BGREENE292
50%
50%
BGREENE292,
User Rank: Strategist
8/7/2012 | 4:59:23 PM
re: Sorry, But Outsourcing Isn't Evil
We agree government vs. private production is a case-by-case situation. The only objective is to maintain (1) maximum effectiveness for tax dollars and (2) appropriate levels of control to foster and protect the public interest.
.
That is an issue of accountability and transparency. In many instances, a private contractor has resisted efforts to provide appropriate transparency, claiming market damage from such disclosure. In only a few, usually well-publicized instances, a government agency has resisted such scrutiny.
.
But the current "privatization" rationale is perhaps intentionally misleading. By no small coincidence, rampant corruption by private contractors during the term of G.W. Bush demonstrated privatization meant anything but the public interest. Likewise, too many congressmen have been content to wink and nod as private contractors (under their somnolent oversight) got away with robbing the taxpayer.
moarsauce123
50%
50%
moarsauce123,
User Rank: Ninja
8/13/2012 | 5:16:32 PM
re: Sorry, But Outsourcing Isn't Evil
I agree. And the main reason why congress nods is that people like Boehner hand out bribe checks right on the house floor. Yet, a good number if not even a majority agrees apparently with such practices, because these individuals get elected back into office. It is incredible that the right-wing Reps and their even more extreme tea bagger friends get any votes. But they have a good scapegoat to blame it all on.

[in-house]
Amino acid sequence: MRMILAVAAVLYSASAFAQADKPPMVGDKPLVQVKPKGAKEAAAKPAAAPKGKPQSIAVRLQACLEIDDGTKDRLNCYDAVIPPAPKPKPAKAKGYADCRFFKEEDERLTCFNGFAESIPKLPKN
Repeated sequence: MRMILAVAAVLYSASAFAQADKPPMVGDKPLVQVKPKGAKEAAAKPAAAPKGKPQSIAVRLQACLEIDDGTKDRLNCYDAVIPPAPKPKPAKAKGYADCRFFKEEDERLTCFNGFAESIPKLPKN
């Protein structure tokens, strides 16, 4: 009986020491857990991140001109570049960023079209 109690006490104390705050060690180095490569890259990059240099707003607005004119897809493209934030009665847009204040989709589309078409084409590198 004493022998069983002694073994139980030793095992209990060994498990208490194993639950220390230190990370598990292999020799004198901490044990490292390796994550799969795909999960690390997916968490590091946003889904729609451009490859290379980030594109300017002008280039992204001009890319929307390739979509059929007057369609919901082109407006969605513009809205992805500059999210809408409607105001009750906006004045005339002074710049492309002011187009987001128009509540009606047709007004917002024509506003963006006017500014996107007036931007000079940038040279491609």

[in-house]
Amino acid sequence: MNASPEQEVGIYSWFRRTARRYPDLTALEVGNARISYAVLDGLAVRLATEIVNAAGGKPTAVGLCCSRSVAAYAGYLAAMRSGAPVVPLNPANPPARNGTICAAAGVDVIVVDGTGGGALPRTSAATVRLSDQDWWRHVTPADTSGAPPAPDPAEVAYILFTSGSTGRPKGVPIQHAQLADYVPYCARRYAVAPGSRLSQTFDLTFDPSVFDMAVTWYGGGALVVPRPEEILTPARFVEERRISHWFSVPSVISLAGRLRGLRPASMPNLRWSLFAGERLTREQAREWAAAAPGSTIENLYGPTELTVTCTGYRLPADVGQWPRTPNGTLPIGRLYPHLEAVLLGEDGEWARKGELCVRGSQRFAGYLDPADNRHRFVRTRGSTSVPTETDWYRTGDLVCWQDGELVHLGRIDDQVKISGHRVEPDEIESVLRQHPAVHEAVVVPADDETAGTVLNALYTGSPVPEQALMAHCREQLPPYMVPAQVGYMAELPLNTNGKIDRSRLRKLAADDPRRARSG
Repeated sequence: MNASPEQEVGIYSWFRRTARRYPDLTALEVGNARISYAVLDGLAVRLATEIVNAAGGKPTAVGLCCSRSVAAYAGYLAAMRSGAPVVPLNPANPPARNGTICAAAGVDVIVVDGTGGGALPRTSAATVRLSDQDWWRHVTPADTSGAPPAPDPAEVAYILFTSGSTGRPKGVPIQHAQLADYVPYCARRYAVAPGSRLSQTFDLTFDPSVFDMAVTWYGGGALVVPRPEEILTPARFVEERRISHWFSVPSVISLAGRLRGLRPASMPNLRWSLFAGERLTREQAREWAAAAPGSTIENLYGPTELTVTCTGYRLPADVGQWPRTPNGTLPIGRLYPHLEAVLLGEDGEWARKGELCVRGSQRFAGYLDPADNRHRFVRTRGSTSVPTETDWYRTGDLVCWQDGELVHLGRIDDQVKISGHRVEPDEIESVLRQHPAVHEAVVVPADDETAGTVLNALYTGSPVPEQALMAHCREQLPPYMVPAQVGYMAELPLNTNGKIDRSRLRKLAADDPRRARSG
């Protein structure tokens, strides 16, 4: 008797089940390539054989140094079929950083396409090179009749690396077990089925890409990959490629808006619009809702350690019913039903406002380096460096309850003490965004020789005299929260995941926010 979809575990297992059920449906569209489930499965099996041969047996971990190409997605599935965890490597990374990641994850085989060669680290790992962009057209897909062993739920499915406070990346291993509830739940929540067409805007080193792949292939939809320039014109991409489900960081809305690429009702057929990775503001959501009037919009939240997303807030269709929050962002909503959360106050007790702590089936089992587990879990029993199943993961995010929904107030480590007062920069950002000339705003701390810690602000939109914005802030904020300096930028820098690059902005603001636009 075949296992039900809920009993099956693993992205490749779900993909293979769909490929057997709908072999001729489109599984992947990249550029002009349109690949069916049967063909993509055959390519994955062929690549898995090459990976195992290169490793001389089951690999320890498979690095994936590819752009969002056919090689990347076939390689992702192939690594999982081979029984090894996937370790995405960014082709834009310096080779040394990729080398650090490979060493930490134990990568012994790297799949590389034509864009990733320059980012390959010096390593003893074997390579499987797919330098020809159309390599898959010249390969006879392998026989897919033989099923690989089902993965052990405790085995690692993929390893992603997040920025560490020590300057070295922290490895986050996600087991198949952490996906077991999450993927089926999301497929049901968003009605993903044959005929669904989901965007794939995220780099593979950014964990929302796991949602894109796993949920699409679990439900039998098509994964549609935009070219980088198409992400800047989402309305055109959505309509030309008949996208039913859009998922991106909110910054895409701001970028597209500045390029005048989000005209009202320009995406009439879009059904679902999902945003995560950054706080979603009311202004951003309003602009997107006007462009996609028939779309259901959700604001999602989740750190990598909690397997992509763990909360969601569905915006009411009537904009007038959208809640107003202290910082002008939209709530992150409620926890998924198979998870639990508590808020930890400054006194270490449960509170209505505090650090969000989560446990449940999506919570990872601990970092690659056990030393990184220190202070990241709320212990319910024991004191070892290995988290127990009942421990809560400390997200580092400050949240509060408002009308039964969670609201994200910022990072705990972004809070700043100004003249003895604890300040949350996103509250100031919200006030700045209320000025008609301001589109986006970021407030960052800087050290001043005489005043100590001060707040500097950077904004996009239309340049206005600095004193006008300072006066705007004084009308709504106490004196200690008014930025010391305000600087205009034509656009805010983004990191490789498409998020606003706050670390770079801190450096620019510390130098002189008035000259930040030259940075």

jries921
50%
50%
jries921,
User Rank: Ninja
9/5/2012 | 6:34:49 PM
re: Sorry, But Outsourcing Isn't Evil
It's called "patronage"; the idea being to steer as much money as possible to supporters of the "good guy party", so they have a stronger motivation to support it (and a disincentive to support the "bad guy party"). There was a Democratic politician in the 1860s and 70s New York City who made this a high art form, but went to jail when he overreached. I'm sure you've heard of him: William M. "Boss" Tweed. He apparently had standards though: the courthouse his henchmen so ridiculously overcharged for is still in use as a government building 130 years later.
Sam Iam
50%
50%
Sam Iam,
User Rank: Apprentice
8/4/2012 | 4:38:53 AM
re: Sorry, But Outsourcing Isn't Evil
Intermingling of terms. The US government outsources much of their IT. They do not offshore, to my knowledge, any of their IT. Offshoring, not outsourcing, is the live-wire.
BGREENE292
50%
50%
BGREENE292,
User Rank: Strategist
8/6/2012 | 5:17:49 AM
re: Sorry, But Outsourcing Isn't Evil
Uncle Sam does, in fact, outsource to Unisys and other nominally American corporations which DO off-shore their labor pools. This is an egregious offense to American taxpayers, taking its place in notoriety alongside massive cost-plus over-billing by this vendor to Uncle Sam.
.
Unisys, in fact, has a sordid history of both off-shoring as well as billing fraud.
http://www.washingtonpost.com/...
.
But transparency has problems at Infosys, as well--
http://news.slashdot.org/story...
moarsauce123
50%
50%
moarsauce123,
User Rank: Ninja
8/4/2012 | 6:02:41 PM
re: Sorry, But Outsourcing Isn't Evil